human rights

The United States is officially backing out of the United Nations’ Human Rights Council on Tuesday amidst international criticism of the Trump administration’s policy of separating undocumented children from their parents.

Bloomberg reported that the decision to officially withdraw from the council comes just one day after Zeid Ra’ad al-Hussein — the UN High Commissioner for Human Rights — condemned the so-called “zero tolerance” policy in which families detained at the border have their children taken away and put in cages.

“The thought that any state would seek to deter parents by inflicting such abuse on children is unconscionable,” al-Hussein stated.

The condemnation from the UN’s top human rights official comes after a statement by the commissioner’s office issued earlier this month criticizing the United States for taking children away from their parents at the border.

“[The policy] amounts to arbitrary and unlawful interference in family life, and is a serious violation of the rights of the child,” said Ravina Shamdasani, who is a spokeswoman for the Office of the United Nations High Commissioner for Human Rights.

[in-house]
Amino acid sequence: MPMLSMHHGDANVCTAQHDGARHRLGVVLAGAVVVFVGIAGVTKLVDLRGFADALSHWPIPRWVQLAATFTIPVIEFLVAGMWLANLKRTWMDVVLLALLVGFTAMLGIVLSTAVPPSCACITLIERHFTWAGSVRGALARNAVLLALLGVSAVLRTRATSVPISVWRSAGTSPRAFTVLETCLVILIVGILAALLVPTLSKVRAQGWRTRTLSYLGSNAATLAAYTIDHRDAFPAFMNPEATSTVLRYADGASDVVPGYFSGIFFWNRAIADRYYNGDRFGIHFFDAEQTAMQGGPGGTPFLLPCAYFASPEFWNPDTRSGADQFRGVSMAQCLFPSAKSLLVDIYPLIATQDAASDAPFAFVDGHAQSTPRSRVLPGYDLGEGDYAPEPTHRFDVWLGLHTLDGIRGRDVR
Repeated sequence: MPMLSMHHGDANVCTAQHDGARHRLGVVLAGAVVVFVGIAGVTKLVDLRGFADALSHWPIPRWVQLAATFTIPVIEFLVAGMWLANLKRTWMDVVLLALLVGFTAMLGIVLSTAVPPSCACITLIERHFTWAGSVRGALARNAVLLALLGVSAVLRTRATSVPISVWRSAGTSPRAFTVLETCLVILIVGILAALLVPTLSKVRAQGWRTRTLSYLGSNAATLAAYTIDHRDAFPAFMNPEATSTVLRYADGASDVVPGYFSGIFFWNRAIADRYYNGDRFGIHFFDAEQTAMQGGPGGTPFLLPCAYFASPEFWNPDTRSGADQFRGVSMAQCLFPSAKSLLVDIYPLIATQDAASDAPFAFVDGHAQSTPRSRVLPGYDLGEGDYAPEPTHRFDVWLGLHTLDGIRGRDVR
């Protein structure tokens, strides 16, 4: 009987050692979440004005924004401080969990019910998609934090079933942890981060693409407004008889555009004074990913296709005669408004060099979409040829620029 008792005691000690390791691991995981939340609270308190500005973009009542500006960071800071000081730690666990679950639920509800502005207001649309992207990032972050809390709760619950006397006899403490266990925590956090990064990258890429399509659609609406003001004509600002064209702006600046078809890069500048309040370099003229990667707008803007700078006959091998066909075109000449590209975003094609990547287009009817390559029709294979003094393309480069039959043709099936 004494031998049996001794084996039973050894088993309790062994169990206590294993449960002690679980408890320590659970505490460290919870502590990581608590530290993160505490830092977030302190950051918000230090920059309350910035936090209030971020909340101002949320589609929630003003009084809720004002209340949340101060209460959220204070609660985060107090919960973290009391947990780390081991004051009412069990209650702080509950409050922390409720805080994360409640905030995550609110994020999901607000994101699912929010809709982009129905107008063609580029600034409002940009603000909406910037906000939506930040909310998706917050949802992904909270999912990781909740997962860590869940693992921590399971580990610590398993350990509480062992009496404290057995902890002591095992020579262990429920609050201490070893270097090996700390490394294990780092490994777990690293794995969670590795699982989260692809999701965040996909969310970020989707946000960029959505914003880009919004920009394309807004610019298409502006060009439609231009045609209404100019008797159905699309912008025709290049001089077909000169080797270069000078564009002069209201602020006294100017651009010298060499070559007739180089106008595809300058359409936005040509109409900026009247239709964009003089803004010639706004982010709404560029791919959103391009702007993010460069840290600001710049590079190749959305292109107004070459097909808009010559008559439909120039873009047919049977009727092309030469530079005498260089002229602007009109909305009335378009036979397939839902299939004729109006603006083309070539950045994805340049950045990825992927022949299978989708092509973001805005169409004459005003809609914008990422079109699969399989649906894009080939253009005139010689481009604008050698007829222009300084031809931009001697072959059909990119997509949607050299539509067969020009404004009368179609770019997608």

Shamdasani’s statement drew the scorn of UN Ambassador Nikki Haley, who called the UN hypocritical in its condemnation.

“Once again, the United Nations shows its hypocrisy by calling out the United States while it ignores the reprehensible human rights records of several members of its own Human Rights Council,” Haley said, seemingly referring to member countries with problematic human rights records like China, Egypt, and Saudi Arabia.

The US, however, is likely in the spotlight due to a recently leaked audio recording of children caged at an unnamed Border Patrol facility purportedly near the Texas/Mexico border. In the recording, children reportedly as young as four years old — according to the unnamed source who initially leaked it — are heard crying for their parents while a Border Patrol agent mocks them.

It’s not entirely unexpected that the US would withdraw from the council. According to Bloomberg, National Security Advisor John Bolton — who was UN Ambassador during the George W. Bush administration — opposed the creation of the council as early as 2006.

 

Michael Boone is a freelance journalist and columnist writing about politics, government, race, and media. He graduated from Texas Southern University’s School of Communication, and lives in Houston’s Third Ward.

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